1. First of all, there WILL be a holiday party at your company (roughly 86.5% chance).
2. But people will be really apathetic about it (95% chance).
A survey by jobs site Glassdoor found that only 5% of employees really cared about having a holiday party, even if there was an open bar.
3. There will be booze (80% chance).
Four out of five office holiday parties plan to serve alcoholic beverages.
4. People will get drunk more quickly than they realize (100% chance).
British scientists found that drinking at a bar or friend’s house isn’t the same as drinking at work. When you’re in a place you don’t normally associate with drinking, they found, you act more drunk.
One of the researchers explained to The Daily Mail: “When you drink in the pub, we generally have experience of that and have learned to build tolerance. As you don’t normally drink alcohol at work, you haven’t had the chance to build this tolerance.”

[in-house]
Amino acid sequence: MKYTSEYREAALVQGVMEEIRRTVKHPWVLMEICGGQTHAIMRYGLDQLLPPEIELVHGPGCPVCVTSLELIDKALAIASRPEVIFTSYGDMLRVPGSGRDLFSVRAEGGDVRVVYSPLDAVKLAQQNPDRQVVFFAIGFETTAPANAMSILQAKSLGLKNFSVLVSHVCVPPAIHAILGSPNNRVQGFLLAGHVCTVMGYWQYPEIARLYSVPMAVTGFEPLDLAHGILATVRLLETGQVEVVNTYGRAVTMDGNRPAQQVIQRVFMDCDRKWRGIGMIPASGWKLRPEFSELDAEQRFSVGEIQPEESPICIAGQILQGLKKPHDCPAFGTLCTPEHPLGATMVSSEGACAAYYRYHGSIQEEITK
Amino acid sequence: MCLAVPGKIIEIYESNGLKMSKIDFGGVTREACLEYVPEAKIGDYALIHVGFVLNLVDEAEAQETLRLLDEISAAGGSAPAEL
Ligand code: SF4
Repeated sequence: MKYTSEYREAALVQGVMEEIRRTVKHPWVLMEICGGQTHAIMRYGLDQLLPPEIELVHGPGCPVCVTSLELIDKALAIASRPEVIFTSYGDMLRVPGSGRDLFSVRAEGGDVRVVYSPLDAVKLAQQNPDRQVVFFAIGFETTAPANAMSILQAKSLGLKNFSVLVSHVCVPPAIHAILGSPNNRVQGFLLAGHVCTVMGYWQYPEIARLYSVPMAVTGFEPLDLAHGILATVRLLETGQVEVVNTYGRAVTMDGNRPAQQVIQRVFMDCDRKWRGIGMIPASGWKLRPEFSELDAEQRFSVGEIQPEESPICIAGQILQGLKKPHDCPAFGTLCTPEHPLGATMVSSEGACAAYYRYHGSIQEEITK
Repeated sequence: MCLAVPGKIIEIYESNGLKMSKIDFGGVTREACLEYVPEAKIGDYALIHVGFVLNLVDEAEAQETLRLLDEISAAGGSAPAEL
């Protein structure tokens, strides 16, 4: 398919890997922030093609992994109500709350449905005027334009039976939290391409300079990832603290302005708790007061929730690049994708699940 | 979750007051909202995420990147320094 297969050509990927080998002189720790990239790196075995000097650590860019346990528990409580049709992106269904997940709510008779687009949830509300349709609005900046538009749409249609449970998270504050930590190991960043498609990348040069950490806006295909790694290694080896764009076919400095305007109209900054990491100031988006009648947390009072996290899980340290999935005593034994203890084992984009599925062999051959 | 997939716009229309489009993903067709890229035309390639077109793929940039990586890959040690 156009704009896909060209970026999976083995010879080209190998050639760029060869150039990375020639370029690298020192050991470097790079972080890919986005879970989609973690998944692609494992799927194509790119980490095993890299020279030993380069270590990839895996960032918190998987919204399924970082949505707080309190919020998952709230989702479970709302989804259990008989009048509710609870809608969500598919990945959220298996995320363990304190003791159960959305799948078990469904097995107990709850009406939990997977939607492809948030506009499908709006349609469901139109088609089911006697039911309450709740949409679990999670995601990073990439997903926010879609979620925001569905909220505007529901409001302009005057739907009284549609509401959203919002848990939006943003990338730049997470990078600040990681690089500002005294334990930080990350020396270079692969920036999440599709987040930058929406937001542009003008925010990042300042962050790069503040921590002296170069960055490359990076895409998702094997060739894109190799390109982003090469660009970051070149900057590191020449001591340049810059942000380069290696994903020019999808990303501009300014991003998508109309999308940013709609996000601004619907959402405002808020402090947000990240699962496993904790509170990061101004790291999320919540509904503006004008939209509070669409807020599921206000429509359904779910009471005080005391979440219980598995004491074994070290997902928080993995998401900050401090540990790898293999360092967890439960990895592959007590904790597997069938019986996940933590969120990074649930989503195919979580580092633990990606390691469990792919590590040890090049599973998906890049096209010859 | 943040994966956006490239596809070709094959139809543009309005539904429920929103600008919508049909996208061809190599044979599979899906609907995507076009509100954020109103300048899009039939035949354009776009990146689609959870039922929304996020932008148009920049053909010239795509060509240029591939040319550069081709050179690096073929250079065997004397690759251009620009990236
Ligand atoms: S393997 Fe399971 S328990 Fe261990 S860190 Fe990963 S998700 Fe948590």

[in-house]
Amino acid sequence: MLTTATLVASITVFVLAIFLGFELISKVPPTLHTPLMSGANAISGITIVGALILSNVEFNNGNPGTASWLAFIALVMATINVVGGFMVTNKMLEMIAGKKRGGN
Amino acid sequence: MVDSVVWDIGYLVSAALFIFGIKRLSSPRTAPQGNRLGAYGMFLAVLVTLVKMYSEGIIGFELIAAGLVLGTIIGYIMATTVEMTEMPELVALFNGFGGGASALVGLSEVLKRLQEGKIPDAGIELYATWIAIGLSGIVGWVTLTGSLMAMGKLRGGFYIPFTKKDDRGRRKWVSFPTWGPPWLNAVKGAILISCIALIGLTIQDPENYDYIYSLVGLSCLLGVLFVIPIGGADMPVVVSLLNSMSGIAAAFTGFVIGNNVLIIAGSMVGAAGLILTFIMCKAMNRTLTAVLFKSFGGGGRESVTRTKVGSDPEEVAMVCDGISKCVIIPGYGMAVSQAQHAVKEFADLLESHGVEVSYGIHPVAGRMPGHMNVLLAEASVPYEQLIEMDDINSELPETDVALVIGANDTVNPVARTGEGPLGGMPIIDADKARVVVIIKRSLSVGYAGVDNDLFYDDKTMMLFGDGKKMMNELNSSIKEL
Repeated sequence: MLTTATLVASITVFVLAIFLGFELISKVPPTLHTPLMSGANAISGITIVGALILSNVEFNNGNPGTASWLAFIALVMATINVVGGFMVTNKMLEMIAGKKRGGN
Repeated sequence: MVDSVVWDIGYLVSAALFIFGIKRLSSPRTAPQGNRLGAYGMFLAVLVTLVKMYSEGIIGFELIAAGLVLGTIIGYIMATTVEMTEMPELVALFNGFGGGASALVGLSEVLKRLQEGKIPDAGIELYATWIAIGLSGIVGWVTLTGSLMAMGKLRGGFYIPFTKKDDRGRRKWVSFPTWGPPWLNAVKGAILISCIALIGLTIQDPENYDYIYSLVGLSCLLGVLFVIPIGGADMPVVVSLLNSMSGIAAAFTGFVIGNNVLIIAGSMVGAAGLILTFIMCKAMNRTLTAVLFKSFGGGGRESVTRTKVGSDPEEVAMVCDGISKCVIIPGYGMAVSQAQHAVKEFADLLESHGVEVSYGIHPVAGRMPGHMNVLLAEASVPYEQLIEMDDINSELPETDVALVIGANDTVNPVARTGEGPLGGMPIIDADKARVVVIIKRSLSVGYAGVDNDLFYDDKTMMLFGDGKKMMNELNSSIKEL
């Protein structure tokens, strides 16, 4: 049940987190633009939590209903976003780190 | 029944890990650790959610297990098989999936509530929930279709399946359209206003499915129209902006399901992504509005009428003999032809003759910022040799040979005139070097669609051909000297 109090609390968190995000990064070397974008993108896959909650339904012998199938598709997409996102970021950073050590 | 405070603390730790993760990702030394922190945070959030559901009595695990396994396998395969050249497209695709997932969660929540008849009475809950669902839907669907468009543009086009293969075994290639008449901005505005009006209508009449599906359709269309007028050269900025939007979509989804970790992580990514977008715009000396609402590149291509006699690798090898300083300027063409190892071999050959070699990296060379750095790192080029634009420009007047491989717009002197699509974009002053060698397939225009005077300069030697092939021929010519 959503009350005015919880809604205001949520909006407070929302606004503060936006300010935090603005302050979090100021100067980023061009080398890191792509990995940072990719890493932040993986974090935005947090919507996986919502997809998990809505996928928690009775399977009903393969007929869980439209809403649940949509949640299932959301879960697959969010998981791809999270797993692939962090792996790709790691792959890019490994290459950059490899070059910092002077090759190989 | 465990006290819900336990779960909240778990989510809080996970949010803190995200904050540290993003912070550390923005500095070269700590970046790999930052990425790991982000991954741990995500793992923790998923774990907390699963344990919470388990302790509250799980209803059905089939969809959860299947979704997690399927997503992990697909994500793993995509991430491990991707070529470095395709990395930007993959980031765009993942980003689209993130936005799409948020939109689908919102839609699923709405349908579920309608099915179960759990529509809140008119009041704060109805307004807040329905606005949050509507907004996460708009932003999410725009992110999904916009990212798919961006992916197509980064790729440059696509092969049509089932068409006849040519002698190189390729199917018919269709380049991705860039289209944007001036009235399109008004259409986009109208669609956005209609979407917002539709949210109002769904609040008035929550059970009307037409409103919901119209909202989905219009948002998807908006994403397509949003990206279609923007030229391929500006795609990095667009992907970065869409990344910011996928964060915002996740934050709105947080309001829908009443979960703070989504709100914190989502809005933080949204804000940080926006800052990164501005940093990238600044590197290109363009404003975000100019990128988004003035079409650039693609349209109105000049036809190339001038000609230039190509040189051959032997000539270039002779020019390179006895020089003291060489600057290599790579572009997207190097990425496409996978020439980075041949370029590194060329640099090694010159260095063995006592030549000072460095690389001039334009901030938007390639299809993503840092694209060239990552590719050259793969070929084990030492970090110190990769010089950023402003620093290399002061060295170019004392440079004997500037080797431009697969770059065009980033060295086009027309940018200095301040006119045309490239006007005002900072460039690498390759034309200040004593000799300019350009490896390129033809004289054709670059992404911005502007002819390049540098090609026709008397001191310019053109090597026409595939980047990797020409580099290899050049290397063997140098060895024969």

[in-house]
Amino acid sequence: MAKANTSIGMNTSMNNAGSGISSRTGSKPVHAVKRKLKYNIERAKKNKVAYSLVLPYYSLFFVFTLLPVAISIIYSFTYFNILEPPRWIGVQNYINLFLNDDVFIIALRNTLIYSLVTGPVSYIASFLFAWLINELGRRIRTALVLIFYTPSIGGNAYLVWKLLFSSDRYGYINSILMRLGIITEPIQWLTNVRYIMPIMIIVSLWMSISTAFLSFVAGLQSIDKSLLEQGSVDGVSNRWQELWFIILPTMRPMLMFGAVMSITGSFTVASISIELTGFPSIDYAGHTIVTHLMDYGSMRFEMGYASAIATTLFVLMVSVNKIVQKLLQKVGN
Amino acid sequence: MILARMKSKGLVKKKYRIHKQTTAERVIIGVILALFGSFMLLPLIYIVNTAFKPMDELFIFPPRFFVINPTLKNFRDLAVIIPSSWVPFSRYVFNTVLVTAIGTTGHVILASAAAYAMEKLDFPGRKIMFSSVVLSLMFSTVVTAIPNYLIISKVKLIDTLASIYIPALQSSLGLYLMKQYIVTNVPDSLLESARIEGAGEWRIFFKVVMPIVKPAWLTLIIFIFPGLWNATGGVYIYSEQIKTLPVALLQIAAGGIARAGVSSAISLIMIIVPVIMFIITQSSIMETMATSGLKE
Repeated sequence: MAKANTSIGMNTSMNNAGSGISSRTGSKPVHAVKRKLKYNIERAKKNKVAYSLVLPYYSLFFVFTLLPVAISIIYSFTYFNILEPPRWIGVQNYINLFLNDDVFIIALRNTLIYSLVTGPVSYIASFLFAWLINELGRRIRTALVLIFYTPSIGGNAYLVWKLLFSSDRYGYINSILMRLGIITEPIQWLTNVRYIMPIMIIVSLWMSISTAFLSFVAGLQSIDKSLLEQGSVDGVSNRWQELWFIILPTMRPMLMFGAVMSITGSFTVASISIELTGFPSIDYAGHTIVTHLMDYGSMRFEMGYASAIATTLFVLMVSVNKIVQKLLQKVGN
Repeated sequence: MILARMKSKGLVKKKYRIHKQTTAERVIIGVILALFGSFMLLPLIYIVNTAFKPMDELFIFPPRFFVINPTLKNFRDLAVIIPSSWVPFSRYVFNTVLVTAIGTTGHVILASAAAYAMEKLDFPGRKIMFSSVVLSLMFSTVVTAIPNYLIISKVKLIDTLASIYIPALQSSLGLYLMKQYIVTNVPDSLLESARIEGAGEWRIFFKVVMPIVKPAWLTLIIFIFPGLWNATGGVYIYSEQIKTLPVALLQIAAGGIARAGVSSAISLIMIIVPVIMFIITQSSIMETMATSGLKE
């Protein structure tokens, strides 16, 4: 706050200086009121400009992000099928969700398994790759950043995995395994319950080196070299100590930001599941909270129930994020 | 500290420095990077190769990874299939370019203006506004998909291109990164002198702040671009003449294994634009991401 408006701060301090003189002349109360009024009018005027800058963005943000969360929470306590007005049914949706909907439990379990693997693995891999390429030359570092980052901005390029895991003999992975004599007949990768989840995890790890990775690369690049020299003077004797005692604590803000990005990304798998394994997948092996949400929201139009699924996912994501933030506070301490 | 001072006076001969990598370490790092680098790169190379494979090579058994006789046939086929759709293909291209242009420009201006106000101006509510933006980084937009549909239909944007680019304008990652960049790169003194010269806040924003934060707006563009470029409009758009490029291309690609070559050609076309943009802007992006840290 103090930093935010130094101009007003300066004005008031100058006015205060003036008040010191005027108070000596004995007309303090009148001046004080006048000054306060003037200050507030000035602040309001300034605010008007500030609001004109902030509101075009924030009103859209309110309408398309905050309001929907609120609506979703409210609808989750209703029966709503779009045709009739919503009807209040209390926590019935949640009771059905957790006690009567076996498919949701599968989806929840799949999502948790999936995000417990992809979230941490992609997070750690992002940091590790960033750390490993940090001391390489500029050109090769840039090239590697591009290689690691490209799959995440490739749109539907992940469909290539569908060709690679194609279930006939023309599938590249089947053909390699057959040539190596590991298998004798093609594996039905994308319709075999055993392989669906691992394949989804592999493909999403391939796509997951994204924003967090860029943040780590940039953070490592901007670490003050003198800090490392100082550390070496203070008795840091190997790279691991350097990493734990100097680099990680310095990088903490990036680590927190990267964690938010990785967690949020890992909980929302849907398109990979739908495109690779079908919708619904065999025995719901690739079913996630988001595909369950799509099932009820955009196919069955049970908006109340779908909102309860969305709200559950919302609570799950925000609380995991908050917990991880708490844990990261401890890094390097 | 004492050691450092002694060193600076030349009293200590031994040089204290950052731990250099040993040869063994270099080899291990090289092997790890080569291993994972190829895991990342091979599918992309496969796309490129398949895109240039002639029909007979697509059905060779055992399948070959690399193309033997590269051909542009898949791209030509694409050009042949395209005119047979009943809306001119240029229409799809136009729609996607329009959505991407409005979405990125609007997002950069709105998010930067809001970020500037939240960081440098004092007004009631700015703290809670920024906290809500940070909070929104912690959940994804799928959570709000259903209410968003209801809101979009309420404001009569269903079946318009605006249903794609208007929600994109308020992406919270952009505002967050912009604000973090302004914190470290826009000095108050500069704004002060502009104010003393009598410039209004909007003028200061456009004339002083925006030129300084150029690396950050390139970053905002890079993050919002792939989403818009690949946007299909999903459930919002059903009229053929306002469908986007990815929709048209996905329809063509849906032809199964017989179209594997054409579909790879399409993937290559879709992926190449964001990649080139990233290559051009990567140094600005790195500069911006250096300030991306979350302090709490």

5. There will not be caviar and French champagne (99% chance).
Surveys have shown that while holiday parties are popular this year, they won’t be very extravagant.
6. An extramarital affair will begin (59.8% to 72.2% chance).
According to a survey from Ashley Madison (the “dating” site for married people who want to cheat), 72.2% of women and 59.8% of men who have cheated on their spouses with a coworker say it started at the office holiday party.
7. The party will take place at lunch (43% chance).
Only a third of parties will take place in the evening, while 43% will be lunch affairs. The remaining quarter of festivities will then take place at other times — like on a weekend or, if your company’s particularly awkward, in the morning.
- The U.S. is investigating airlines for "unlawful coordination." This may be related to high ticket prices, the Associated Press reports.
- U.S. Secretary of State John Kerry will travel to Cuba later this summer for the opening of a U.S. embassy there.
- Nicholas Winton, who saved more than 650 Jewish children from the Holocaust, died at 106.
- Mozambique implemented a new criminal code that removes a colonial-era law criminalizing homosexuality.